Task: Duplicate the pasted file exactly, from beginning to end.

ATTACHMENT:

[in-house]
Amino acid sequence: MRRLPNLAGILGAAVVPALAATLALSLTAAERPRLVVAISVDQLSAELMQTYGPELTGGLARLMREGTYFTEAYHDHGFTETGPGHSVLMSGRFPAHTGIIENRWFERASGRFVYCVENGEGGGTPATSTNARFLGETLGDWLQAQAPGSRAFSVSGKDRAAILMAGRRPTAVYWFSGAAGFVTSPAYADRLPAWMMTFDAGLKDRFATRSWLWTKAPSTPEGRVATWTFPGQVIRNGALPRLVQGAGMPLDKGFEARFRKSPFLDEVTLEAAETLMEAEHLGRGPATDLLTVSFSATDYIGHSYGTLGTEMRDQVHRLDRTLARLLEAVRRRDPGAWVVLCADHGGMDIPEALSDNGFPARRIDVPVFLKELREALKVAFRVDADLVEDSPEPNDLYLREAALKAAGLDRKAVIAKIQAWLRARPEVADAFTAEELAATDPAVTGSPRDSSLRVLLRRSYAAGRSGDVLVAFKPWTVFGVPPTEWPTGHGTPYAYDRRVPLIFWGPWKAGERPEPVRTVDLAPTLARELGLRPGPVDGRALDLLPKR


[in-house]
Amino acid sequence: MRRLPNLAGILGAAVVPALAATLALSLTAAERPRLVVAISVDQLSAELMQTYGPELTGGLARLMREGTYFTEAYHDHGFTETGPGHSVLMSGRFPAHTGIIENRWFERASGRFVYCVENGEGGGTPATSTNARFLGETLGDWLQAQAPGSRAFSVSGKDRAAILMAGRRPTAVYWFSGAAGFVTSPAYADRLPAWMMTFDAGLKDRFATRSWLWTKAPSTPEGRVATWTFPGQVIRNGALPRLVQGAGMPLDKGFEARFRKSPFLDEVTLEAAETLMEAEHLGRGPATDLLTVSFSATDYIGHSYGTLGTEMRDQVHRLDRTLARLLEAVRRRDPGAWVVLCADHGGMDIPEALSDNGFPARRIDVPVFLKELREALKVAFRVDADLVEDSPEPNDLYLREAALKAAGLDRKAVIAKIQAWLRARPEVADAFTAEELAATDPAVTGSPRDSSLRVLLRRSYAAGRSGDVLVAFKPWTVFGVPPTEWPTGHGTPYAYDRRVPLIFWGPWKAGERPEPVRTVDLAPTLARELGLRPGPVDGRALDLLPKR